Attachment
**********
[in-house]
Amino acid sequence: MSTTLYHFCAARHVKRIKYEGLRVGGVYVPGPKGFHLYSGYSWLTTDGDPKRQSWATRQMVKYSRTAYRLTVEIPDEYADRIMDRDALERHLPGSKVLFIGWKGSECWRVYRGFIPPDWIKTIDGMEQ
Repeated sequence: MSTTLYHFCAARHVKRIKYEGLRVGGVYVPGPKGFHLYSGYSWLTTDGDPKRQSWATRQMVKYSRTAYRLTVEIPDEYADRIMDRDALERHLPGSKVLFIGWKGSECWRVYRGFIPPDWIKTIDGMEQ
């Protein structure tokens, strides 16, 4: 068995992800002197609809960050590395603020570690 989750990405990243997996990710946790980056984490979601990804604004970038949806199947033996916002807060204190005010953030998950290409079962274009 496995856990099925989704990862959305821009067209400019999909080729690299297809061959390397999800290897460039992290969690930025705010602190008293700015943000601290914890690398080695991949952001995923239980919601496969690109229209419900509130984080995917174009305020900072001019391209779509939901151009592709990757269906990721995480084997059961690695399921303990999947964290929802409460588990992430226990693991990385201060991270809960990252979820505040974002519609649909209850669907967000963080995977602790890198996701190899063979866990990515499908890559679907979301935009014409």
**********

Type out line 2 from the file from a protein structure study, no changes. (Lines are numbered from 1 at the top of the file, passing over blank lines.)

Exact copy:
Amino acid sequence: MSTTLYHFCAARHVKRIKYEGLRVGGVYVPGPKGFHLYSGYSWLTTDGDPKRQSWATRQMVKYSRTAYRLTVEIPDEYADRIMDRDALERHLPGSKVLFIGWKGSECWRVYRGFIPPDWIKTIDGMEQ